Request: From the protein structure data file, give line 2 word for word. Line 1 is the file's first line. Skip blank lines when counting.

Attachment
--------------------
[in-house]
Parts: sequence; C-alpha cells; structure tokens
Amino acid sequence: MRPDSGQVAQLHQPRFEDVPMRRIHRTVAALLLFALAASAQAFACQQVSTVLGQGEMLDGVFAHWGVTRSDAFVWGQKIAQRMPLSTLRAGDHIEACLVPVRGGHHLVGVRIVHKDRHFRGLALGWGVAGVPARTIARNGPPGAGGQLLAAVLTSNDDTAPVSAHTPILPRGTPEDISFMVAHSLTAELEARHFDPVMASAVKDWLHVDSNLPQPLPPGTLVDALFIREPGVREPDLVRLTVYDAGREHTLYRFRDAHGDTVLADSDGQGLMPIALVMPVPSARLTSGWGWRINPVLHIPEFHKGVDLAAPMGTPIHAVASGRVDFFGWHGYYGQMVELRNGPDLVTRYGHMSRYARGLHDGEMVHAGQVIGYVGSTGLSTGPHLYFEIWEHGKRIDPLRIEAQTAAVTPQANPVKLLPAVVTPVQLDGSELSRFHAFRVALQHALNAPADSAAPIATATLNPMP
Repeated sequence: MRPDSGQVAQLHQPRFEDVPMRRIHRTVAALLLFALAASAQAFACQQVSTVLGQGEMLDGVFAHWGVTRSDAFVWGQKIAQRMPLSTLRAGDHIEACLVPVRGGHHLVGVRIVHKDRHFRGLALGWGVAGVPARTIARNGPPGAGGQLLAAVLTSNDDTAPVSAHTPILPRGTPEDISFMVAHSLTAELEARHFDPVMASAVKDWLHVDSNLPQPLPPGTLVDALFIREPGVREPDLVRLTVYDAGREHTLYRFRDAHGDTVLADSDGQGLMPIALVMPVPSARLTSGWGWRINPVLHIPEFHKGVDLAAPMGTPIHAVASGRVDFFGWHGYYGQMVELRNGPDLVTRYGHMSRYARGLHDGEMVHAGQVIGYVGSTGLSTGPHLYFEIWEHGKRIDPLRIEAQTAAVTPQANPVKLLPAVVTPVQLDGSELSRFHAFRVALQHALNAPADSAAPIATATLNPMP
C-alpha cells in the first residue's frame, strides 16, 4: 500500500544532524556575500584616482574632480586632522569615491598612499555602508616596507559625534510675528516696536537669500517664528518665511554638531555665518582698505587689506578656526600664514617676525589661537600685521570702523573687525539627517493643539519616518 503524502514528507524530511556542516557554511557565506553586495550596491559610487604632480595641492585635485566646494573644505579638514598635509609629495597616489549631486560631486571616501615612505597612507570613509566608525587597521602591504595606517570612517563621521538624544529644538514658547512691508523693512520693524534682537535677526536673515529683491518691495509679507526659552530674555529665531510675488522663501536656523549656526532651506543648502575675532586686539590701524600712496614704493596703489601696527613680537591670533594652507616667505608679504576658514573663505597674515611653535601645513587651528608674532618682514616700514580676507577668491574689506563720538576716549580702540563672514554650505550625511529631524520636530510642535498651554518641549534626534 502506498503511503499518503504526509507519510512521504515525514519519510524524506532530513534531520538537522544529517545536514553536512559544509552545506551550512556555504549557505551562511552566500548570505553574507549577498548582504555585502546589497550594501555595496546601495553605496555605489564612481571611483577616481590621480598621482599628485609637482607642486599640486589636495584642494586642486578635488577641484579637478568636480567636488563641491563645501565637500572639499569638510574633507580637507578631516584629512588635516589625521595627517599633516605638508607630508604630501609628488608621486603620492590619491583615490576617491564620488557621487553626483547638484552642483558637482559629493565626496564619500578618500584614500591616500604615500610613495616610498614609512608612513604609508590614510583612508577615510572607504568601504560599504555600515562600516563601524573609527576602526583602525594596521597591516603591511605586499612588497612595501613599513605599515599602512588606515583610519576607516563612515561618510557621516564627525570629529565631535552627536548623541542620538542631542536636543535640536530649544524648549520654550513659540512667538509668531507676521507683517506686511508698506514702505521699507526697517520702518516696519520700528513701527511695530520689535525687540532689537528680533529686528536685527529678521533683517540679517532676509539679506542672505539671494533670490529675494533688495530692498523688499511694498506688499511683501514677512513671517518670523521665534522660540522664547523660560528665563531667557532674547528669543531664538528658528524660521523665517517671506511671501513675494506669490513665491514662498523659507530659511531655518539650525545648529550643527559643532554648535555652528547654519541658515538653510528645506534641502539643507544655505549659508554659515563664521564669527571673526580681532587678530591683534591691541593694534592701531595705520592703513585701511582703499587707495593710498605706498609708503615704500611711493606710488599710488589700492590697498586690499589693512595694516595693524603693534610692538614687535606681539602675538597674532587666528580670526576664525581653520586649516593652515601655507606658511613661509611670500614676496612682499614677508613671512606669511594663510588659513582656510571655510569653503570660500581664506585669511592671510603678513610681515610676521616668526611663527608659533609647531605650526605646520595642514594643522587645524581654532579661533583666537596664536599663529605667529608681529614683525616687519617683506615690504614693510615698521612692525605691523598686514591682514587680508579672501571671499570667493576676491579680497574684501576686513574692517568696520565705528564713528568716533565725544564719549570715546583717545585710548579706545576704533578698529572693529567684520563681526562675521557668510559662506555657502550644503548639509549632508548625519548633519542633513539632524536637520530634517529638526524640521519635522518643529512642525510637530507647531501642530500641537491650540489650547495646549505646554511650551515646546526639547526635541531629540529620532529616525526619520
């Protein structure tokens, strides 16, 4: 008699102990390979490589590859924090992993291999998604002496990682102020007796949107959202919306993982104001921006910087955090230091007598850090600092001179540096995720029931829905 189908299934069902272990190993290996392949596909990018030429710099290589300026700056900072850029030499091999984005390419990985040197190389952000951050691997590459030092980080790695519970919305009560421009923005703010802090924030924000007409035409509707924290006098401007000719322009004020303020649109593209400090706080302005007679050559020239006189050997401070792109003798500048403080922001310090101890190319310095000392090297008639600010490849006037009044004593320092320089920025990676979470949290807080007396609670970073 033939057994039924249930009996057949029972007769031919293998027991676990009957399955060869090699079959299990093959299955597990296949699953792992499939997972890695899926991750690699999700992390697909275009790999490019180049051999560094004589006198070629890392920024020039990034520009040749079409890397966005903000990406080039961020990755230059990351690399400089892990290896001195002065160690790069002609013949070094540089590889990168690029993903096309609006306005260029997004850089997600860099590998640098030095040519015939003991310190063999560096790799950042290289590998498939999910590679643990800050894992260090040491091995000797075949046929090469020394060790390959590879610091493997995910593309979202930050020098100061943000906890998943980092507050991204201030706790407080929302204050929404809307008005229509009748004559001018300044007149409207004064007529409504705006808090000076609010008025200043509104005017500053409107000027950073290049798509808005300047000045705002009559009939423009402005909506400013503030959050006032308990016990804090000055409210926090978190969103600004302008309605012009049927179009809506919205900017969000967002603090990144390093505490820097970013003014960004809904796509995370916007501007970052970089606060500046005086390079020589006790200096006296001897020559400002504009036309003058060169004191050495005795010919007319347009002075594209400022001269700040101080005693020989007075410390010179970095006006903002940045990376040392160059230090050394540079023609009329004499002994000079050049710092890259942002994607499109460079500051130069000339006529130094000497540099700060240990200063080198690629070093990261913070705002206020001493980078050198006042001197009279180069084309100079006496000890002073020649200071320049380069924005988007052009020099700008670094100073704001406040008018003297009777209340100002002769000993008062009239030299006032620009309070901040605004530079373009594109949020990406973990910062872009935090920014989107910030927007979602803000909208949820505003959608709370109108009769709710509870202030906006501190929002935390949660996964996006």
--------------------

Parts: sequence; C-alpha cells; structure tokens